It was the monsoon of 2004. Handful of journalists had entered the ‘naxal infested forest’ in Karnataka to meet the Naxalites and do ground reporting after being invited for a meeting as such by the then leader. Gauri Lankesh was one among the few journalists from different media houses.

In the following issue of Lankesh Patrike (she had not yet started her own weekly then) in her editorial and report Gauri spoke of Comrade Prem, who was spearheading the naxalite movement in Karnataka, being her senior in college years before he moved into armed rebellion. Gauri had interviewed him and in her editorial (kempaadavo ella kempaadavo | All has turned red ) quoted a poem by Comrade Prem. A poem penned in 1995, where Prem is responding to the judicial murder of the human rights activist of Nigeria- Ken Saro Viwa saying, “It was a lesson you learned too late. Your pen playwright should have been backed by the gun alright?”

Ken who was fighting for the Ogoni tribe and against the multi-national Shell oil company was hanged to death by the the then Nigerian regime.

The lines of Comrade Prem sounded so convincing to me back then when I was a naive teenager.

But then in 2005 when Comrade Prem was hunted and gunned by the star machinery I was shocked to learn that Comrade Prem was Saket Rajan, an author of two volumes of Karnataka History titled Making History and also a gold medalist from IIMC, Delhi.

Those days when the Naxalite movement of Karnataka and especially Saket Rajan was being discussed by the media and public, I kept recollecting his poem fondly and juxtaposed it with what I read in newspapers: Saket Rajan being killed in an encounter and how next to his body was a gun that he was carrying. I told myself that Saket Rajan was proven wrong by history.

So when Gauri initiated and toiled to bring naxalites to mainstream years later in Karnataka, I was not just proud of her I also did express my solidarity with her.

Now in 2017 after seeing Gauri being killed I wonder what is Saket going to tell her if at all there is an afterlife and if the two good old friends are to meet in a world beyond this world? Will he say what he had told Ken Saro Viwa: “it was a lesson you learned too late. Your pen should have been backed by the gun alright!”?? To be honest, I dont know what he would say, what Gauri would respond to it and to begin with I dont even know if there is an afterlife or not. But I know for sure that those who sweat and toil to make the world stand on its legs will be crushed and smashed by the state by the system and it doesn’t matter if they are backed by the gun or not!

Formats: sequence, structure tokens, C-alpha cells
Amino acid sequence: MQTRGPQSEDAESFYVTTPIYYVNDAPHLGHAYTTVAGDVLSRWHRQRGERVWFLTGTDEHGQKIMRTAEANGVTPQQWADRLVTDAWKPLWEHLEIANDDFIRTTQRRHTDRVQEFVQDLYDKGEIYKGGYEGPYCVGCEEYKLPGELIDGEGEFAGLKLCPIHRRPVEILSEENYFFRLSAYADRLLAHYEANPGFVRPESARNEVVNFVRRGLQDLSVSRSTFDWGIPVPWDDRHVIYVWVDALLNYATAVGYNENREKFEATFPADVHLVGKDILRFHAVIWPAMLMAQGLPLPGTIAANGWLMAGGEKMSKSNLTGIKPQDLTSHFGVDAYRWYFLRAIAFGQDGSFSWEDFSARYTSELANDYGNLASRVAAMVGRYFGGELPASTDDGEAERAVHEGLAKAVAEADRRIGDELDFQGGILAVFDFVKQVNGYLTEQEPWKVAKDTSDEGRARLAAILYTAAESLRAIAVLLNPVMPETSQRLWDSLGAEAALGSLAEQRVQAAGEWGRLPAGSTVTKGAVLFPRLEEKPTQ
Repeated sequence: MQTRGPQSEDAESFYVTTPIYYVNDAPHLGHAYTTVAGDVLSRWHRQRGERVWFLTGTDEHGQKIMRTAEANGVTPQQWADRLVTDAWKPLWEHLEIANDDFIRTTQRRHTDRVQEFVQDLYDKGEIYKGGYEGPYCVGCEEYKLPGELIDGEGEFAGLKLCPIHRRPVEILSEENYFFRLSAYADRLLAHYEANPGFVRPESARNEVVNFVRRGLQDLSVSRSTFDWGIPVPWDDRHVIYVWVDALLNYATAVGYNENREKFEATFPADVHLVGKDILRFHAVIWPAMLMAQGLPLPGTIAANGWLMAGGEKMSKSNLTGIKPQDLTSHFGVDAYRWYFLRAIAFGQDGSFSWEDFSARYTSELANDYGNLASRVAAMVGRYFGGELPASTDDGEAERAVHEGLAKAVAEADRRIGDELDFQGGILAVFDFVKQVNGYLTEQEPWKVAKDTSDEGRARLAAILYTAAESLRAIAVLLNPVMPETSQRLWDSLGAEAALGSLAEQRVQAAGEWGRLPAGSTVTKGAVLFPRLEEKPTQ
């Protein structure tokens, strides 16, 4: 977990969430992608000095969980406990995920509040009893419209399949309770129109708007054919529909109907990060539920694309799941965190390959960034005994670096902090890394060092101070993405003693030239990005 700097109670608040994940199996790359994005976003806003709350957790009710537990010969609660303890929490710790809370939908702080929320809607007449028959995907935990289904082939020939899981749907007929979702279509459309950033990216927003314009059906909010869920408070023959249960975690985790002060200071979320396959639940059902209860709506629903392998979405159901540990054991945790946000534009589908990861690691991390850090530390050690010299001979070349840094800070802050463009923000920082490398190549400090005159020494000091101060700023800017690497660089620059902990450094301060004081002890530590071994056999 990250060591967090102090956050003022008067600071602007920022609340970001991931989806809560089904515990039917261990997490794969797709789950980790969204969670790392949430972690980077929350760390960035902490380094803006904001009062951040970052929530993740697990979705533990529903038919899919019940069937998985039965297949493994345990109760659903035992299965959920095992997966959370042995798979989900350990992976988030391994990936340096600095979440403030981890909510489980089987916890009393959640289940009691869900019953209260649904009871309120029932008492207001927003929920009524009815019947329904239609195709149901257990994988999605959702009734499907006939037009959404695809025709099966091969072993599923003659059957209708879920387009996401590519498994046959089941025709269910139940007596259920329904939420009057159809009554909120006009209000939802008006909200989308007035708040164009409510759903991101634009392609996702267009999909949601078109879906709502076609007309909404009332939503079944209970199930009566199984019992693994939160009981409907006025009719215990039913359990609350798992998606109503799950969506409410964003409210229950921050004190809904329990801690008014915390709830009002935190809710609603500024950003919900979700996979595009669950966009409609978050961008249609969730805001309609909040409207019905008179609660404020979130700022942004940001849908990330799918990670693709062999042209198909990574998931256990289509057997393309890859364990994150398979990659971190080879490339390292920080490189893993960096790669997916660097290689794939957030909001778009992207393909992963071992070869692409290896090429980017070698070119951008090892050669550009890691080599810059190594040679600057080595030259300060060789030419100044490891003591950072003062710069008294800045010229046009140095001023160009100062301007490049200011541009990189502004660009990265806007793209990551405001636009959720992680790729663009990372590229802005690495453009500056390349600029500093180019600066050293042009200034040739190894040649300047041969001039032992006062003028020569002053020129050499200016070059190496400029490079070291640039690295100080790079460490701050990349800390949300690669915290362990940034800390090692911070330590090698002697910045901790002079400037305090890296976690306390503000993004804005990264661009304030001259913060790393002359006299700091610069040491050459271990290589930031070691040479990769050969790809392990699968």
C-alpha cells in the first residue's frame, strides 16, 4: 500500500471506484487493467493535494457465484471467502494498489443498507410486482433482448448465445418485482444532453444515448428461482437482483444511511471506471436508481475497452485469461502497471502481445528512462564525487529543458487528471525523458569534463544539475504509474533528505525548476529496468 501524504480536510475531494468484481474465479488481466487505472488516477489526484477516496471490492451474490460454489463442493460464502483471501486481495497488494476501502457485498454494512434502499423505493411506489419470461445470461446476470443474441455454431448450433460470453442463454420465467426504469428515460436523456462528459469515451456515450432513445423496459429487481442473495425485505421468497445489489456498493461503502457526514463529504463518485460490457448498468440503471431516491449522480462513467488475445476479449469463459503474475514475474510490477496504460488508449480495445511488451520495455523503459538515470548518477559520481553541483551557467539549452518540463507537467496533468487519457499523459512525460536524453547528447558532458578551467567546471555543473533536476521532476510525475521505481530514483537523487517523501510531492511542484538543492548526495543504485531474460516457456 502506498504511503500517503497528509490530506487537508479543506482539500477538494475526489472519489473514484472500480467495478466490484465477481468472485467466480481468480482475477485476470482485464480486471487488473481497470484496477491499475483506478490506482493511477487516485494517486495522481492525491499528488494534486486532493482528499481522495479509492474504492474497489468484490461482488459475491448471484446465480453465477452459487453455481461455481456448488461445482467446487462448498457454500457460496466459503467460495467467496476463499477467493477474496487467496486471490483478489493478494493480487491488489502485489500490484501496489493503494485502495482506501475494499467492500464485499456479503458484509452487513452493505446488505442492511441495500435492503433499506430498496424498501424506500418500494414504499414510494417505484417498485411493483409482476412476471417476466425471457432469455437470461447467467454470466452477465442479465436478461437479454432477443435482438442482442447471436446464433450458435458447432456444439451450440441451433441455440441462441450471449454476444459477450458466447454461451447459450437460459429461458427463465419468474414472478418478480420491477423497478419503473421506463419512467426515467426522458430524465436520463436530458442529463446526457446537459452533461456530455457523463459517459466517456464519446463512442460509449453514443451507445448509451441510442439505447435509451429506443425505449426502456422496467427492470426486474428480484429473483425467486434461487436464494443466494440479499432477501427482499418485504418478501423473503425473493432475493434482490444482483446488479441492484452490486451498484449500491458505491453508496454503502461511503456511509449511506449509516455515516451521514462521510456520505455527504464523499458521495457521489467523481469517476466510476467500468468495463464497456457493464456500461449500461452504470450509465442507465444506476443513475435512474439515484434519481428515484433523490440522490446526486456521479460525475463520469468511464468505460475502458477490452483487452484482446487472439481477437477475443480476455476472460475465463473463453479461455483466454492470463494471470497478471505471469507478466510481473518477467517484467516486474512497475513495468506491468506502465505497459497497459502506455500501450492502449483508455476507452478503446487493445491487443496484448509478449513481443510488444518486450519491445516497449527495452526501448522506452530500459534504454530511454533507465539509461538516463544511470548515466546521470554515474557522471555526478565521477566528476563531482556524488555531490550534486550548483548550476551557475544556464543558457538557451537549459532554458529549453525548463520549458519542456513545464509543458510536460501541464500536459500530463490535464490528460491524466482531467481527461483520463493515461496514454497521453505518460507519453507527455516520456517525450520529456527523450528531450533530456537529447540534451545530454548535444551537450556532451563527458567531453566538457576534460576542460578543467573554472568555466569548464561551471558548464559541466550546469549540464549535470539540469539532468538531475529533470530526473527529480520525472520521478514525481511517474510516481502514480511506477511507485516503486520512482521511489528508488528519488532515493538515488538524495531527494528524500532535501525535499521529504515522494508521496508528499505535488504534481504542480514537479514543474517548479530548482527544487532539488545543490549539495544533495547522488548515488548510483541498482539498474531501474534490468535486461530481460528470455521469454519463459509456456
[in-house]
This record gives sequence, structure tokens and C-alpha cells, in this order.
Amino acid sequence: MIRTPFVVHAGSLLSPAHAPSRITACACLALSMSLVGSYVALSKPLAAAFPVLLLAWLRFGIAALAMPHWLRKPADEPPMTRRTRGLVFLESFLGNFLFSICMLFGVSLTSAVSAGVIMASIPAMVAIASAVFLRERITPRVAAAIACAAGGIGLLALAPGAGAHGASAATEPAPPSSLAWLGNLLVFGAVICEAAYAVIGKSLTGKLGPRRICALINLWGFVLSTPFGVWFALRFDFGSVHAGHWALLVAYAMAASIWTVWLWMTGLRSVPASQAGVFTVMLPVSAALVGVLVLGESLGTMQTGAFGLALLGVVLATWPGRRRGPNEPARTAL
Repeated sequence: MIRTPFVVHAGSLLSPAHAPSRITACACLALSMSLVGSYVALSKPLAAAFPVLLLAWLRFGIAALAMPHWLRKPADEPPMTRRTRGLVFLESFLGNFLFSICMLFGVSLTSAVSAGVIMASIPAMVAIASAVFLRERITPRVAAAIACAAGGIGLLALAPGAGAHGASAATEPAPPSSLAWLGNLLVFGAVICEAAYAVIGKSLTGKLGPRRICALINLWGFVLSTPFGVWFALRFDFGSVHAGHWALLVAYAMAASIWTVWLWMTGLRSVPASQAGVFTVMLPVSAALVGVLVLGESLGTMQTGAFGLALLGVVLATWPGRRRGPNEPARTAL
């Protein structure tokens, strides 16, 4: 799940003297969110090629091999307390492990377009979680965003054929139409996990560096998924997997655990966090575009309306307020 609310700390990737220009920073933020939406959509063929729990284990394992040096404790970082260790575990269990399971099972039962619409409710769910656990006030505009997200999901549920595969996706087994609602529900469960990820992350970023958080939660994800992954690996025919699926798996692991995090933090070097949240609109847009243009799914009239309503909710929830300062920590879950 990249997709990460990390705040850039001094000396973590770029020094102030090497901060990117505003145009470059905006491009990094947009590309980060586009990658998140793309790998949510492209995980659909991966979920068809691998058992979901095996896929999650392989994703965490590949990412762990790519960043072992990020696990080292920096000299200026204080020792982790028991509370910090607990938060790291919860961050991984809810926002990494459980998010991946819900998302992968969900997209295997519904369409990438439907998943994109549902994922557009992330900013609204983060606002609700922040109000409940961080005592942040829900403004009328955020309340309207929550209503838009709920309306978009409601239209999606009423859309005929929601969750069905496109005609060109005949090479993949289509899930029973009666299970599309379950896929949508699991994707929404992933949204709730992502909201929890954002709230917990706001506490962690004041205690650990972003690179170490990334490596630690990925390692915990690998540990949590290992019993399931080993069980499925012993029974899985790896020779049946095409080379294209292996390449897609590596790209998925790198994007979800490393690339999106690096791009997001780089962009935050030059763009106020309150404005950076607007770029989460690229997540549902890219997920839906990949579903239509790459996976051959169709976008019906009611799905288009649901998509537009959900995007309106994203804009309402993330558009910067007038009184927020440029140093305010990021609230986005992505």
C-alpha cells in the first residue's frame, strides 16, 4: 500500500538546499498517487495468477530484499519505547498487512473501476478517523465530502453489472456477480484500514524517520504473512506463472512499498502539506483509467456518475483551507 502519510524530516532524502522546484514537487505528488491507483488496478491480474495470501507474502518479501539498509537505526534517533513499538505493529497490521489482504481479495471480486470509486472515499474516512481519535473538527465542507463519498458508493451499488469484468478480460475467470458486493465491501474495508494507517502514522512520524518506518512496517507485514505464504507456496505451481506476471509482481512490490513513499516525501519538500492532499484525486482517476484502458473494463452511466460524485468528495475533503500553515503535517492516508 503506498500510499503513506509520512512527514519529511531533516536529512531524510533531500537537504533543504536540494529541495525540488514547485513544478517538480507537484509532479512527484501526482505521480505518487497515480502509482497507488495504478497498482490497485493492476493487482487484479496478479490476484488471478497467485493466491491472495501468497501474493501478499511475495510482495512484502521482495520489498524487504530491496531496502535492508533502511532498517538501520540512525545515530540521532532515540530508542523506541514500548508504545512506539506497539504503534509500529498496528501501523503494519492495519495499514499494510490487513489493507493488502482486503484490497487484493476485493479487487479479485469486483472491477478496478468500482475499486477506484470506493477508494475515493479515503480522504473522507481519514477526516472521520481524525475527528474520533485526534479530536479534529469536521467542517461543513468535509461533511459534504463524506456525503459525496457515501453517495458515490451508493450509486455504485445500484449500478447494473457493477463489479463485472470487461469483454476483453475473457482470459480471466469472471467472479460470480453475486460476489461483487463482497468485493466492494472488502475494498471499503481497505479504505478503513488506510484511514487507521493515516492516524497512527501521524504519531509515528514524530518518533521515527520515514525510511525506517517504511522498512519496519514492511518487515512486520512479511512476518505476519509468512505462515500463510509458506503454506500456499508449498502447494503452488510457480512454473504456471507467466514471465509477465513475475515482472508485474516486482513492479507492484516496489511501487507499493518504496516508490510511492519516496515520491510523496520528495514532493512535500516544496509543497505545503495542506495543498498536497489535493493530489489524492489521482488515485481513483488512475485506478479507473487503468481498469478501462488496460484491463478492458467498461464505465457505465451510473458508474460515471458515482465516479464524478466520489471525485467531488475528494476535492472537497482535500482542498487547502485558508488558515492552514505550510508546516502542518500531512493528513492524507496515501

But then when Ken’s murder did not stop or silence Saket and Saket’s murder did not stop or silence Gauri, we shouldn’t be stopped or silenced by the murder of Gauri. Because with or without the gun what all these three fighters, rebels forming a diverse yet connected and continuous history are propagating through their lives is to keep fighting and keep speaking to make the world stand on its legs.

Numbed by the murder of a comrade of concern and an understanding friend, trying to digest the fact that she is no more physically, I recollect a line of Pablo Neruda: “True life is without silence. Only death remains dumb” from his poem titled Communication from the collection Isla Negra. I also recollect a graffiti that I used to cross every day during my days at JNU. The graffiti read: “Let life be dead, but death must not be allowed to live,” a quote attributed to Karl Marx.

People like Gauri are not silent even in their death and even in death they fight death and ensure death will not be allowed to live.

(Originally published in Kashmir Times dated 12 September 2017)

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Everything Okay?